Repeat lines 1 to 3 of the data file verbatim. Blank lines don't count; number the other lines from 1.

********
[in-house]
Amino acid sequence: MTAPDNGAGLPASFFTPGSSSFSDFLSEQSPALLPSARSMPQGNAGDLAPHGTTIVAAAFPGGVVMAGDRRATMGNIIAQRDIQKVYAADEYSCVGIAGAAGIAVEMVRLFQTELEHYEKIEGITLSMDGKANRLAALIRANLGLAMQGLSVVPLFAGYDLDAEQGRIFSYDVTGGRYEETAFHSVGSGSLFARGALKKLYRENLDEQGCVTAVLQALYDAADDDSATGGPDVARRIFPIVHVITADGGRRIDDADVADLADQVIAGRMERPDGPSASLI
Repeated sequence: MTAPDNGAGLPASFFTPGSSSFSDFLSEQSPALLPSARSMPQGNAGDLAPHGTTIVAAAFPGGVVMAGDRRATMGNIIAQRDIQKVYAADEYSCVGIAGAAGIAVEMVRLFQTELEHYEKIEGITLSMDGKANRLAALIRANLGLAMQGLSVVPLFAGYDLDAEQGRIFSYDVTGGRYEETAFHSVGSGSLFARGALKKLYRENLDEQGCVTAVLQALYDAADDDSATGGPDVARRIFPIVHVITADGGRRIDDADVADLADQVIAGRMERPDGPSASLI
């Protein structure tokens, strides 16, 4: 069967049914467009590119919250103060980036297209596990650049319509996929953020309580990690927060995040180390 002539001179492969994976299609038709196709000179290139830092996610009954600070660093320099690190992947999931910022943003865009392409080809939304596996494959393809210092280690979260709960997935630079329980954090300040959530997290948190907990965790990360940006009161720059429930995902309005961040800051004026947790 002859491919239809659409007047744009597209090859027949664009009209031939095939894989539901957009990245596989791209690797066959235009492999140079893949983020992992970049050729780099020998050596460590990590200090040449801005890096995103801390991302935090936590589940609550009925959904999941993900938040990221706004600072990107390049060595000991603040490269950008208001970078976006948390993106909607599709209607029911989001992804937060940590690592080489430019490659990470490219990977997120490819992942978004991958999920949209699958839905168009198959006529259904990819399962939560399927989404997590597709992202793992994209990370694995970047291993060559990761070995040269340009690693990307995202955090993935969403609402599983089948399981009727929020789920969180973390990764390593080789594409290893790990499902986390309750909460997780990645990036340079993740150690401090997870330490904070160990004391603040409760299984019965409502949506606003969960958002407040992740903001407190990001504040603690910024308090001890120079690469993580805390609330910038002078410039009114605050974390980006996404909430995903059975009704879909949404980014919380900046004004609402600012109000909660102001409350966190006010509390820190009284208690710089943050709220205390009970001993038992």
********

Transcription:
[in-house]
Amino acid sequence: MTAPDNGAGLPASFFTPGSSSFSDFLSEQSPALLPSARSMPQGNAGDLAPHGTTIVAAAFPGGVVMAGDRRATMGNIIAQRDIQKVYAADEYSCVGIAGAAGIAVEMVRLFQTELEHYEKIEGITLSMDGKANRLAALIRANLGLAMQGLSVVPLFAGYDLDAEQGRIFSYDVTGGRYEETAFHSVGSGSLFARGALKKLYRENLDEQGCVTAVLQALYDAADDDSATGGPDVARRIFPIVHVITADGGRRIDDADVADLADQVIAGRMERPDGPSASLI
Repeated sequence: MTAPDNGAGLPASFFTPGSSSFSDFLSEQSPALLPSARSMPQGNAGDLAPHGTTIVAAAFPGGVVMAGDRRATMGNIIAQRDIQKVYAADEYSCVGIAGAAGIAVEMVRLFQTELEHYEKIEGITLSMDGKANRLAALIRANLGLAMQGLSVVPLFAGYDLDAEQGRIFSYDVTGGRYEETAFHSVGSGSLFARGALKKLYRENLDEQGCVTAVLQALYDAADDDSATGGPDVARRIFPIVHVITADGGRRIDDADVADLADQVIAGRMERPDGPSASLI